Sulphurous compounds are the main source of the obnoxious smells from pig farms. Scientists from the Faculty of Agricultural Sciences at Aarhus University, Denmark, are focusing on these substances in an attempt to remove them and thus probably much of the odour currently emitted from pig houses.
Neighbours to pig farms may breathe fresher air in the future. Scientists from the Faculty of Agricultural Sciences and their collaborators have been given a sum of money from the Strategic Research Council to look into the cleansing of sulphurous compounds from vented air. The scientists are convinced that these compounds are the main source of the unpleasant smells from pig houses.
Optimising biofilter design
Biofilters have turned out to be one of the few odour-abating technologies suited to pig production. The vented air from the pig house is sent through a moist biofilm in a biofilter where the odour compounds are dissolved and subsequently decomposed by micro-organisms. The sulphurous compounds are, however, only weakly soluble in water and therefore difficult to remove. Scientists would therefore like to develop new or improve existing biofilters by investigating how the physical and chemical properties of the current filter materials affect the processes and mechanisms that are crucial to the removal of persistent compounds.
One of the aims of the project is to develop a model that enables us to optimise the biofilters. With a model it is possible to simulate a certain air flow or regulate the decomposition rate of bacteria in order to find the solutions that work best, explains PhD student Anders Michael Nielsen, Department of Agricultural Engineering.
Dust and ammonia cause problems
Part of the project focuses on removing dust and ammonia from the air before it comes into contact with the biofilters. Ammonia and dust cause problems for the biofilters. There is a lot of dust in the pig houses and it clogs up the filters, while the ammonia is converted to nitrite and destroys the biological effect of the biofilters on the odour compounds, explains senior scientist Anders Peter Adamsen.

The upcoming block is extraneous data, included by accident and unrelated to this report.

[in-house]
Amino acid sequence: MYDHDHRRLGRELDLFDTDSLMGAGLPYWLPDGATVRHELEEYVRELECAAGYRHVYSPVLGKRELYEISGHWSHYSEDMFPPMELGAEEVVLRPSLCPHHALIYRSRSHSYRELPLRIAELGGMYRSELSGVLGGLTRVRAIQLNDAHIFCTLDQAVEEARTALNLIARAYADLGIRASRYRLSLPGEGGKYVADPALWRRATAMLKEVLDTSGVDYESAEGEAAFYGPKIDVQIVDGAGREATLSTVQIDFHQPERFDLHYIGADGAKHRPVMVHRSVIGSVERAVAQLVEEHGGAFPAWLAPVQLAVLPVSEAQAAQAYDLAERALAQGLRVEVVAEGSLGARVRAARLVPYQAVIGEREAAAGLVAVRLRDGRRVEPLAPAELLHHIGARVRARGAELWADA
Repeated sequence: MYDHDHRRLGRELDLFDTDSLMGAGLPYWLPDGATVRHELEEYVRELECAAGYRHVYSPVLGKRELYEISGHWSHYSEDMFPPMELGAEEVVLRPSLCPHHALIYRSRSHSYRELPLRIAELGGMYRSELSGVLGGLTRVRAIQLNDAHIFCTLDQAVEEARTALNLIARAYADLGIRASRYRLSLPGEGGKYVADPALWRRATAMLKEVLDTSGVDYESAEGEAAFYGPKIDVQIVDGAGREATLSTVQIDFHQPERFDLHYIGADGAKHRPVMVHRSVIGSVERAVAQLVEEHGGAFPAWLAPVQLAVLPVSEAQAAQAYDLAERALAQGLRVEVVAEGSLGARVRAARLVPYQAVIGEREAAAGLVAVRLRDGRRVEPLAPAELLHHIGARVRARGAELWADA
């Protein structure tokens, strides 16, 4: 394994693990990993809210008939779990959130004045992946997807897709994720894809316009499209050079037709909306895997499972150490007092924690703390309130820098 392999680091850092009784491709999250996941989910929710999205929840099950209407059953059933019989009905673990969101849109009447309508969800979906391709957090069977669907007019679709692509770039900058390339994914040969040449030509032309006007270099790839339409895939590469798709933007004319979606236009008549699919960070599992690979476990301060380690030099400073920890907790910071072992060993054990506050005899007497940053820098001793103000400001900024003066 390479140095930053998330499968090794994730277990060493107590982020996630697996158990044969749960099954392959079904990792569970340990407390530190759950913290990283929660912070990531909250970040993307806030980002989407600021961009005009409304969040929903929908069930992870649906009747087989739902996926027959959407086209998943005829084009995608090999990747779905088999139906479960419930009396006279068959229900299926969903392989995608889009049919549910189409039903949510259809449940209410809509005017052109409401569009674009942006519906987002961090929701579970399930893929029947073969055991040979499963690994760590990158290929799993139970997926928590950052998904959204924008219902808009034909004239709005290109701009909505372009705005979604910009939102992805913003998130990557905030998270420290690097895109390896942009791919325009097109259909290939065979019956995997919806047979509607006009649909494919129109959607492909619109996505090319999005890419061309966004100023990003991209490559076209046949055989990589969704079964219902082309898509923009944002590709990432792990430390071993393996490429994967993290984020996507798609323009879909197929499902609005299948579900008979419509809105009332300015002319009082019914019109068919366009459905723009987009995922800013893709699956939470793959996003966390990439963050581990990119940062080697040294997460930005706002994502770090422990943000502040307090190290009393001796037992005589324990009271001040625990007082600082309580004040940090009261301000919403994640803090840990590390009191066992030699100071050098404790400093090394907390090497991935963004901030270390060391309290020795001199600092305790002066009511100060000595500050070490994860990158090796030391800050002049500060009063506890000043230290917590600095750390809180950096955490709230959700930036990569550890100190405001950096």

For this project scientists have bought a so-called PTR-MS (Proton-Transfer-Reaction Mass Spectrometer), which is a very sensitive instrument that has previously been used for measuring chemical atmospheric processes.
With the new equipment we can perform more precise online measurements of odour compounds than we have been able to before, which is important for generating the required data for the modelling part, says Anders Peter Adamsen.
The PTR-MS is used to measure the air from the pig house before and after it has been cleansed in a biofilter. This enables scientists to see the effect of the biofilter used on individual compounds. As part of the project scientists has to optimise the use of different filter materials and designs that are subsequently tested on the vented air from a pig house.
We’ve got the culprit
In four years’ time, when the project is finished, the scientists are convinced that the fight against odours from pig houses will be easier to win. “We will certainly have come a lot further than we are today and will have a lot more knowledge about the sulphurous odour compounds. We may not have removed all odours from the pig houses, but we will certainly have come a lot closer”, says Anders Peter Adamsen.
The project, titled “Cost-effective biofilters for odour nuisance abatement in pig production” is financially supported by the Strategic Research Council to the sum of DKK 11.5 million. The total budget for the project, which runs for four years from 1 January 2009, is DKK 18.1 million. Other project participants are University of Aalborg, Department of Biology at Aarhus University, Skov A/S, Danish Pig Production, and Saint-Gobain Weber A/S.
• Faculty of Agricultural Sciences, Aarhus University